Secrets of the String Box Revealed #2: Laminate The Strings

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Blog entry by newTim posted 08-26-2010 07:42 AM 7569 reads 20 times favorited 6 comments Add to Favorites Watch
« Part 1: Intro and Invitation Part 2 of Secrets of the String Box Revealed series Part 3: Resaw & Bookmatch »

I’ve prepped over thirty pictures so far so I tried to break them up into logical groups. The first part is to laminate the strings. For this box I’m using the re-saw technique and start with a thick piece of wenge (8/4) milled flat and square. I re-sawed some strips of maple and ran them through the drum sander for thickness and to remove any larger saw marks. I made a single rip cut on the wenge with a gentle random curve on the bandsaw and glued a thin strip of maple in between the two parts and clamped them tight. Try to keep the bottom of the boards flat as this will save some planing later on. Also, I avoid making any sharp or compound curves to make the glue up easier. One option if you make tight curves is to use thinner strips. You can double or triple up on the strips using the same wood type for a thicker line, or mix colors for a different effect. Another tip when crossing strings is to keep the ends of the block in alignment when clamping. Again, you can use a long clamp to keep it square (not pictured here). I got a question about whether I needed to smooth the surfaces of the curves in order to get a tight fit and sharp edges. No, not really. I just took them straight from the bandsaw to the clamps. I think the trick is to make gentle curves with a continuous cut and even feed rate. You can smooth the surfaces with a flexible sanding block or use a scraper. It could also be that the glue caused the maple strips to swell up and cover any small defects. Don’t know.

I usually let the glue set up for thirty minutes or so then scrape off the squeeze out. Once it has set up awhile I simply make another random curved rip cut on the bandsaw and repeat the lamination steps until I have all the strips in place that I want. One thing to notice is I experimented with cutting curves that go from an end to a side, instead of end to end, thus cutting off a corner. The two parts will slip out of alignment in the clamps so I just use a long clamp end-to-end to keep everything in place. When all the lamination is complete I trim any flaps (maple strips) at the bandsaw or with a handsaw, the use normal milling techniques at the jointer, planer, and table saw to square it up and flatten and smooth the surfaces just like any other piece of rough lumber.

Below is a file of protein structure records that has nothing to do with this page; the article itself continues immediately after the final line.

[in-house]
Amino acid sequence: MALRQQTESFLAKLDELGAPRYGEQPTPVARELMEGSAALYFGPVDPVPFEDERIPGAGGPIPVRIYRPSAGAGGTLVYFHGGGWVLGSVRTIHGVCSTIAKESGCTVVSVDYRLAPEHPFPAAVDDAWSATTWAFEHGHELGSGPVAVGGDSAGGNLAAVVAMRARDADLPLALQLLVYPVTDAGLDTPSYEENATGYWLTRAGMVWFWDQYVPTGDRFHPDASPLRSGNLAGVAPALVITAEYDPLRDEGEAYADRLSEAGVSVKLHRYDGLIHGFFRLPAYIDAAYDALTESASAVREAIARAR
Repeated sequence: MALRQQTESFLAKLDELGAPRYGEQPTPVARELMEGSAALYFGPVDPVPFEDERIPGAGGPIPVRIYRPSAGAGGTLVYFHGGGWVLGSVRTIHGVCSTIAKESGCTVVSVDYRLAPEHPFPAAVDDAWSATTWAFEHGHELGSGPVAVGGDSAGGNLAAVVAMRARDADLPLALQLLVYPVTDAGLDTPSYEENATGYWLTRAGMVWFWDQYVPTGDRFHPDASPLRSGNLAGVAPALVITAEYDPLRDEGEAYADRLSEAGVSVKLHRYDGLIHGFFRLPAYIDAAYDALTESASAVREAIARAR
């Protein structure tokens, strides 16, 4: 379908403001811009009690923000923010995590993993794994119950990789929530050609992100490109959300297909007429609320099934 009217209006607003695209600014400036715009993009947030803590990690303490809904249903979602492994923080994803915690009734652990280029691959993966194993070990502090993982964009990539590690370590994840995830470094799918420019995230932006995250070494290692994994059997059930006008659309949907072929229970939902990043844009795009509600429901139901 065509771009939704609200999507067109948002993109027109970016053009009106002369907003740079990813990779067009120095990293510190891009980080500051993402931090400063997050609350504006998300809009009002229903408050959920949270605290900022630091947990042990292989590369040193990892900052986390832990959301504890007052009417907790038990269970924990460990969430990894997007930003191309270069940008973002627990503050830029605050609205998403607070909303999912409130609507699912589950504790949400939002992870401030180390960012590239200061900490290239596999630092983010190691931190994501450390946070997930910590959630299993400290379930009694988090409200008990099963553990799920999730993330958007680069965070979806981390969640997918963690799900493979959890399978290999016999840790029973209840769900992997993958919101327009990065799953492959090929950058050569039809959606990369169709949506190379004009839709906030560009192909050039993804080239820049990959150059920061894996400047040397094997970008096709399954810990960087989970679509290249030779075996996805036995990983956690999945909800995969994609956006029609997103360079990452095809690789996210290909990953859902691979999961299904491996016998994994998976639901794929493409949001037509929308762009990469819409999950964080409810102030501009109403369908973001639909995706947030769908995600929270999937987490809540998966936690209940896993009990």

On this box I will grain match all the sides as well as match the strings. Next blog I’ll do the re-sawing and book-matching.

-- tim hill

6 comments so far

View Vince's profile


1209 posts in 3940 days

#1 posted 08-26-2010 07:51 AM

Well done, love to see part three.

-- Vince

View Gerry's profile


264 posts in 3752 days

#2 posted 08-26-2010 09:49 AM

Wow. Great idea with the contrasting woods. Seems like a natural inspiration for those of us with new band saws to experiment and create new designs. Thanks for sharing!

-- -Gerry, Hereford, AZ ” A really good woodworker knows how the hide his / her mistakes.”

View degoose's profile


7258 posts in 3866 days

#3 posted 08-26-2010 10:38 AM

Cut and resaw… a good way of making a different design… I noticed the tumbling blocks in the background of Pic #2…I that the one you posted a few months ago or is it a new one..

-- Don't drink and use power tools @

View ghazard's profile


382 posts in 4020 days

#4 posted 08-26-2010 10:20 PM

Brilliant concept! Can’t wait to see the remainder of the tutorial.


-- "Hey, you dang woodchucks! Quit chuckin' my wood!"

View newTim's profile


615 posts in 4118 days

#5 posted 08-27-2010 05:53 AM

Thanks all. degoose… Yes! That is the (your) diamond board I finished a couple months ago. However, I have a bunch of tubes cut, some glued, getting ready to crosscut. Another day, another blog.

-- tim hill

View tdv's profile


1202 posts in 3581 days

#6 posted 10-13-2010 11:27 PM

Love those flowing lines beautiful choice of wood with the Wenge & maple, There is just so much inpiration on this site we’ll all be busy for the next 50 years.
Thanks for sharing it

-- God created wood that we may create. Trevor East Yorkshire UK

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